Friday, April 22, 2016
I was four years and ten months old when I first began attending kindergarten. Back in the day, the cut-off date for starting school was October 31st, and I met the deadline by mere days. I believe that I was always the youngest in my school class throughout my entire 13 years of elementary school and high school. I have often wondered if this contributed somewhat to my shy and reticent nature. There was one small school district in our mountain valley with two schools. There were seven small towns and many farms in between that belonged in the school district. The elementary school served grades K-6 and the High School served grades 7-12, with the 7th and 8th graders only attending classes with others of their grade and not being allowed to dances and participation on sports teams or clubs and activities.
Most of the students in our school district were bused to school because of the 15 or more miles from the north to the south ends of the valley. Because our family farm was less than one mile from either of the two schools, our family was not technically eligible to ride the bus to and from school, but the bus passed directly in front of our house each day, so we were allowed to ride. The bus arrived in front of our house at almost exactly 8:00 AM every weekday morning during the school year. The bus ride lasted about 45 minutes and wound through a large portion of farmland and one small neighboring town where we picked up the other riders, then stopped first at the elementary school and then at the high school. The morning bell rang at 9:00 AM at both schools, usually allowing us a few minutes on the playground before school started.
Kindergarten was only half day for us. There was only one kindergarten classroom and teacher, but two kindergarten classes. Students who lived on the south side of the valley were in one class and students who lived on the north side of the valley were placed in the other class. I believe that we switched time slots half way through the year so that both classes had the experience of both morning kindergarten and afternoon kindergarten. During our three hour block of class we learned our ABC's, and how to write our numbers and our names, and other important things like colors, art, and getting along nicely with others. We had playtimes outside on the playground, and inside playtime with the trucks, blocks, play kitchen, dolls, puzzles, clay and other playthings. We had story time and snack time and nap time together.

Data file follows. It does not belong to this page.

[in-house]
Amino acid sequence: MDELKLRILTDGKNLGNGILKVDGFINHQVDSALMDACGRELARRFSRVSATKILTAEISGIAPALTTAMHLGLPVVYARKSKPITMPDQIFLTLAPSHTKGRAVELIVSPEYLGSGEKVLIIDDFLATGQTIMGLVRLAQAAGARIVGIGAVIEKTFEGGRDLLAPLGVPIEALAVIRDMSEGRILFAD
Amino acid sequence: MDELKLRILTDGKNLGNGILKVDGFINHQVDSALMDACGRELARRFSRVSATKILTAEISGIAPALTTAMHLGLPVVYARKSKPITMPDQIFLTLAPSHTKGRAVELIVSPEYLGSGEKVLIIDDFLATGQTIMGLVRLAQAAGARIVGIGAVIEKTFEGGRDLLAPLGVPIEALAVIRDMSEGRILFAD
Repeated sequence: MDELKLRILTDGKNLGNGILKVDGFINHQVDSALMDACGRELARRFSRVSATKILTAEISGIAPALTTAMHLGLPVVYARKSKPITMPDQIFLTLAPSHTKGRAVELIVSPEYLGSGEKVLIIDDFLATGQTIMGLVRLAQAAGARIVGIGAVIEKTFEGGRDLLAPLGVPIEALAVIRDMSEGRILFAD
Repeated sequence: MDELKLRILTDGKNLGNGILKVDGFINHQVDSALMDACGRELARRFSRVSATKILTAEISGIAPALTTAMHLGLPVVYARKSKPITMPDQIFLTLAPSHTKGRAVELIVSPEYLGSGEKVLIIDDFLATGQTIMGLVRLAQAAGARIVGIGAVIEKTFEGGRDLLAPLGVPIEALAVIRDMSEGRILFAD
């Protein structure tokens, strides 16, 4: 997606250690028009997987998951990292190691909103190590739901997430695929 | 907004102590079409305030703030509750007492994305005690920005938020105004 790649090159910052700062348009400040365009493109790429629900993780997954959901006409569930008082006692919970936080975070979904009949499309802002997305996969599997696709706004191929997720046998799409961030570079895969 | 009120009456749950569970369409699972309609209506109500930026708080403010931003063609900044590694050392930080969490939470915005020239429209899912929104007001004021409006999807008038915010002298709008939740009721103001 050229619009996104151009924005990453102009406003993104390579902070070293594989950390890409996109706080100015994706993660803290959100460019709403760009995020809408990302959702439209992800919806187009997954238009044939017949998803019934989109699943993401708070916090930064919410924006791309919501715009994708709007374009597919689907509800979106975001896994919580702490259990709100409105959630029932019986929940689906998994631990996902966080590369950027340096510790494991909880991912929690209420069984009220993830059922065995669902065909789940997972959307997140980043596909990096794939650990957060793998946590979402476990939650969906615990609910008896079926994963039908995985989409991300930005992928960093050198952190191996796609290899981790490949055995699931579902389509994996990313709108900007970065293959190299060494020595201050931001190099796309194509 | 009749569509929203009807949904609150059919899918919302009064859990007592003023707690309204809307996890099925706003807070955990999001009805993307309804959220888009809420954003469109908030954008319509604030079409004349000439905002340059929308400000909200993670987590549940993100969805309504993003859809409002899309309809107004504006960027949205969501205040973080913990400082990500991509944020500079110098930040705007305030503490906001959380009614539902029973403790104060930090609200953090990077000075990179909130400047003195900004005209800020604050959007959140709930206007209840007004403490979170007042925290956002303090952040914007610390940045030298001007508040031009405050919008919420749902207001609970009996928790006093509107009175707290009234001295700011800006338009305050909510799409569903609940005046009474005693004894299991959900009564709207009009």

In First grade we made the transition to a full school day that lasted from 9:00 am to 3:30 PM, with lunch time and both morning and afternoon recess time. At first I was excited to take my brand new lunch box to school with a sandwich and thermos of milk for my lunch, but the Thermos soon leaked and I tired of having only sandwiches for my lunch. For most of my school years Mums would hand us our lunch money every Monday morning and we would buy a lunch ticket that would last us all week. Hot school lunch received many a verbal complaint, but for the most part I remember very good home-cooked type balanced meals with homemade bread and rolls and desserts . . . a far cry from the pre-fabricated chicken nuggets, french fries and pizza lunches I see presented in the schools today.
First grade also brought reading and books! We had our readers to take home each night and practice our reading with our parents. We learned more about numbers and math, and history and science too. And of course we also had art and music and PE and recess. Third grade brought the introduction to cursive writing. In fourth grade we started switching classes during one or two periods each day. One of the fourth grade teachers specialized in Reading and English while the other specialized in Math and Science. That way we benefited from even more teachers and came to know even more of our classmates. One of the highlights of fifth grade was the science fair. One of my friends and I did our project on Volcanoes with a handwritten report, display board and the requisite model volcano that really erupted, with help from vinegar and baking soda of course.
Recess was looked forward to every single day, even when it was cold and snowy. On good days we would swing and slide and play on the monkey bars. There was hopscotch and four square and kick soccer. Sometimes we brought jacks to play, and sometimes there was kissing tag, "going steady" breakups, and even the occasional "weddings". There were field trips and class parties and the end of the year clean up day where everyone helped clean up the school grounds and then participated in relays and other contests and were rewarded with a walk to the drug store or the drive in for an ice cream cone.
The students in the two classes in my grade were shuffled around each year, so we were able to get to know other children from the valley very well. Of course people moved in and out each year, but for the most part we ended up getting to know each other very well.We formed friendships that would last throughout not only elementary school, but also junior high and high school and throughout our lifetimes. Many of my classmates still live in the valley towns where we grew up, and now many if not most of us keep in contact through Facebook and other social media. Even after all these years, a big part of who I am definitely comes from those long ago school days.